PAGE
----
As our society continues to battle mass gun shooters, we know we have to implement safeguards, particularly in our schools and on our campuses. Senseless sacrifices are being endured all over the country and protecting our communities is paramount. With this stated, there is no bulletproof window film or glass on the market. What we do have is known as ballistic glass. Think of it as a bullet shield for glass windows and doors.
Most bullet-resistant products are made of polycarbonate, acrylic, or glass-clad polycarbonate. The level of protection offered will depend on the material used, how it is manufactured, as well as its thickness. While no material can truly be “bulletproof” glass, various manufacturers offer quality bullet-resistant glass, as well as glazing technologies that offer protection against gun violence.
Ballistic glass, or bullet-resistant glass if you prefer, is used for both the public and government sectors to protect buildings, as well as even automobiles. The bottom line is, no matter how high impact its protection level, the glass will eventually give way in a persistent ballistic attack. However, providing additional levels of defense from shooters for both our schools and community buildings will surely delay entry, if not prevent it.
What is Ballistic Glass?
Ballistic glass is a strong and transparent material that is particularly resistant to penetration by projectiles: bullets or shrapnel. However, it is not completely impenetrable.
It has been trusted as a barrier for many different uses, from protecting the storefront of a jewelry store from improvised projectiles, to protecting military and private vehicles from bullets. Bullet resistant glass does this by dispersing the projectile’s kinetic energy upon impact. It’s important to understand that bullets will almost always pierce at least the first layer of material.
Ballistic window film is offered with different levels of protection. These levels of defense range from Level 1, which can sustain three 9mm bullets, to Level 10 which can protect against a 50 BMG bullet.
The more commonly used levels for schools or community buildings are as follows:
- Level 2 This polycarbonate glass is just over an inch thick. According to intensive testing, this bullet resistant glass is able to protect against three .357 Magnum rifle bullets. Thus, providing significant protection for its thickness and weight.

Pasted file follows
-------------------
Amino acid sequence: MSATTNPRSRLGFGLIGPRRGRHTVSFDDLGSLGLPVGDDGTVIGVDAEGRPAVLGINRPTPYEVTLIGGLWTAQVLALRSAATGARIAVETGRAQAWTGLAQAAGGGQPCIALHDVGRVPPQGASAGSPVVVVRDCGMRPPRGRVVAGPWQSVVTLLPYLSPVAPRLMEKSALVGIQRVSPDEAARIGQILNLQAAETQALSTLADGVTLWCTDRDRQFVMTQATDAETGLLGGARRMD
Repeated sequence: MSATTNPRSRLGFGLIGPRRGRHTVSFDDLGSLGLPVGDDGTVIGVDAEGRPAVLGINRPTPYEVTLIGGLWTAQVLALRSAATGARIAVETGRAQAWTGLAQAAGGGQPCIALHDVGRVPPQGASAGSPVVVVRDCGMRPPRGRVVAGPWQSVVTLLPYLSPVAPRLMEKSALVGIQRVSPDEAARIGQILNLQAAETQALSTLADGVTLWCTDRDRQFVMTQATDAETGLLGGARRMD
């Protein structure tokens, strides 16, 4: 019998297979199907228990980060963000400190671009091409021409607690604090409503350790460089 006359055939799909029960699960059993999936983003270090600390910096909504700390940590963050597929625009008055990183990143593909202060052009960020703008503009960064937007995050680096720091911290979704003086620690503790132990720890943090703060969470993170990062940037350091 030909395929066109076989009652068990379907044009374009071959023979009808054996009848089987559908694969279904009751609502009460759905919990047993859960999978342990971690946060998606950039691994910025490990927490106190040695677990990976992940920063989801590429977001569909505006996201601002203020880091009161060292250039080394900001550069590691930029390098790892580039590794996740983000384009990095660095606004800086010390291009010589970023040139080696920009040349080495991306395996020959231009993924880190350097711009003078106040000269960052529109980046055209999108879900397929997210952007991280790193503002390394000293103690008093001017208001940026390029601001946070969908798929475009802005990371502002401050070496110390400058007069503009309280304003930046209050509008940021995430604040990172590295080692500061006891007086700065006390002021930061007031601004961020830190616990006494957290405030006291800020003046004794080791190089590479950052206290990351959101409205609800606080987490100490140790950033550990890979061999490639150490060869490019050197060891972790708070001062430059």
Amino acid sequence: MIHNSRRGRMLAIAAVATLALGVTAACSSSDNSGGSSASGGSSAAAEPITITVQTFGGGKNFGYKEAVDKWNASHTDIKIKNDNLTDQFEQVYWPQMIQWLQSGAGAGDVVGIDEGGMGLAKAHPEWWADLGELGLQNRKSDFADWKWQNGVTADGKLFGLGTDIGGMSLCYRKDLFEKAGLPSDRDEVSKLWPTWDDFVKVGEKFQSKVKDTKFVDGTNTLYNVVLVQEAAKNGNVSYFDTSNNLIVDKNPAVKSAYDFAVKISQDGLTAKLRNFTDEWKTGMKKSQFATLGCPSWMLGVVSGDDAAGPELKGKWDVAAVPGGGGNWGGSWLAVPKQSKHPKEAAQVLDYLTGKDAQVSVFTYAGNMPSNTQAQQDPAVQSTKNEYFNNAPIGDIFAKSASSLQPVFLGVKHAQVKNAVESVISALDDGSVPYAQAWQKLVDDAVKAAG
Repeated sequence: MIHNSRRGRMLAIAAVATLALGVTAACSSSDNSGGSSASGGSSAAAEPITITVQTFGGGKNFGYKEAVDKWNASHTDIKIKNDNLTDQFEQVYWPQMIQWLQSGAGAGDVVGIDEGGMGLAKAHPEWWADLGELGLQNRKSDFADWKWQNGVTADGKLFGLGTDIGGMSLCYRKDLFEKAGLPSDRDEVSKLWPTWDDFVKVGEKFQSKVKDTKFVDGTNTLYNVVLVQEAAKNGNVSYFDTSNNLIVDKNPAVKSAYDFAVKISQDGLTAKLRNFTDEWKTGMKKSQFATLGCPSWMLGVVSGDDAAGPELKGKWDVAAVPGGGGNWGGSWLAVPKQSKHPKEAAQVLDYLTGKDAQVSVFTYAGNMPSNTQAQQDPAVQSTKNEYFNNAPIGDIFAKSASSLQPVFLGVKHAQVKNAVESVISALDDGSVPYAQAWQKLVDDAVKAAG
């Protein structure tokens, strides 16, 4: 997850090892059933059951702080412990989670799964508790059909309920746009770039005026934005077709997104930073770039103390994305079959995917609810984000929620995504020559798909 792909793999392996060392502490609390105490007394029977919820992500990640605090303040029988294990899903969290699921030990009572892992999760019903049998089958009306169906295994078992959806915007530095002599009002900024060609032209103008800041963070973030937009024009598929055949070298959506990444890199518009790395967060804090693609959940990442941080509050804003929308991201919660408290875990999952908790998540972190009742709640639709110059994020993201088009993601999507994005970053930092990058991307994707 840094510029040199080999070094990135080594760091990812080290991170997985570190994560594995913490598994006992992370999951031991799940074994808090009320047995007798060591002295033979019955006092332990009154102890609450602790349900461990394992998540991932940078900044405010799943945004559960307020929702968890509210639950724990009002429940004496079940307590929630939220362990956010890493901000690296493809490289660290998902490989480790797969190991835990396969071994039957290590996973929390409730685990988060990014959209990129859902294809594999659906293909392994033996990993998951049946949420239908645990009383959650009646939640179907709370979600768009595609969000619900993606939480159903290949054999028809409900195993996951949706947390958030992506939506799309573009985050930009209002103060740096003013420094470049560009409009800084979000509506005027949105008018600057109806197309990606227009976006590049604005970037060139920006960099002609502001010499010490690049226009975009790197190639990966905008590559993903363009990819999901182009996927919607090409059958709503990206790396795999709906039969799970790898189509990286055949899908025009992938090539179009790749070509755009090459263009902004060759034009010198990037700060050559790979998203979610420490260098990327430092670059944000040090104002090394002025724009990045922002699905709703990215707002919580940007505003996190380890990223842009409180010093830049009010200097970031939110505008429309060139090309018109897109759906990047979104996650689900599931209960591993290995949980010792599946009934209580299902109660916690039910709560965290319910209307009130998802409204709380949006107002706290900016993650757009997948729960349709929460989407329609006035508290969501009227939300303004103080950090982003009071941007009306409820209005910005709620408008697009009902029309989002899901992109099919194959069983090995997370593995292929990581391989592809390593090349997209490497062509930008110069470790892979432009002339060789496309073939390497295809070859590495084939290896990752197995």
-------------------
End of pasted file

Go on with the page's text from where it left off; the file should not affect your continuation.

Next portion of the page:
- Level 3 This is often the strongest variety of bullet resistant polycarbonate available. It is about 1.25 inches thick and can protect against three shots from a .44 magnum.
- Level 4 This top-rated bullet resistant glass offers added security and is often used for retail, banking, and government customers. Level 4 bullet resistant glass is a 4-ply compilation of glass and polycarbonate that can be manufactured up to 1-1/2 inches thick. This option can stop a shot from a .30-06 hunting rifle.
Another commonly used form of l ballistic window film is bullet-resistant polycarbonate. This option is manufactured by layering polycarbonate with polyurethane layers. A sheet of polycarbonate-based bullet-resistant glass can provide three levels of protection from several 9mm bullets.
Obviously, you noticed that the number of bullets used in the testing were provided in the descriptions above. This is because after that number of bullets is fired into ballistic glass, some form of breakage occurs. It doesn’t mean that the door or window will necessarily be breachable. The glass is created to stay in place so that it cannot easily be removed. If the perpetrator continues to try to break through, they may eventually do so. However, it isn’t likely.
How does ballistic glass work?
Bullet resistant glass absorbs the force of an impact, particularly resulting from varied, often numerous gunshots. The bullet will always pierce the first layer of material. However, the next layer of polycarbonate plastic will provide even more resistance. Typically, at this point, the bullet’s force will dissipate upon impact.
If there is still enough velocity being applied by the bullet, then that bullet can pierce the next layer of material. This process continues until either a layer of plastic stops the bullet, or until the bullet emerges through the barrier—with far less vigor than when it started. At this point, even if the bullet pierces the ballistic glass its power will be decreased significantly, protecting both individuals and product on the other side of the barrier.
Thus, ballistic glass or resin, is engineered to minimize the kinetic energy of bullets and is quite successful in doing so. It’s important to note that ballistic glass is only effective against a few bullets at a time. With more and more bullets fired into the glass, eventually, the protective qualities will lessen. However, there is no denying the superior fortification that ballistic glass can and does provide the public. It is as close to bulletproof windows for schools as we can get.
In educating you on what’s available, we’ve laid the groundwork for the future of your school or campus’s safety and security. If you would like to learn more on the latest challenges facing campuses, feel free to access a complimentary copy of our 2022 Window Security Survey. Protecting the public and our facilities, can only help our future generations to prosper.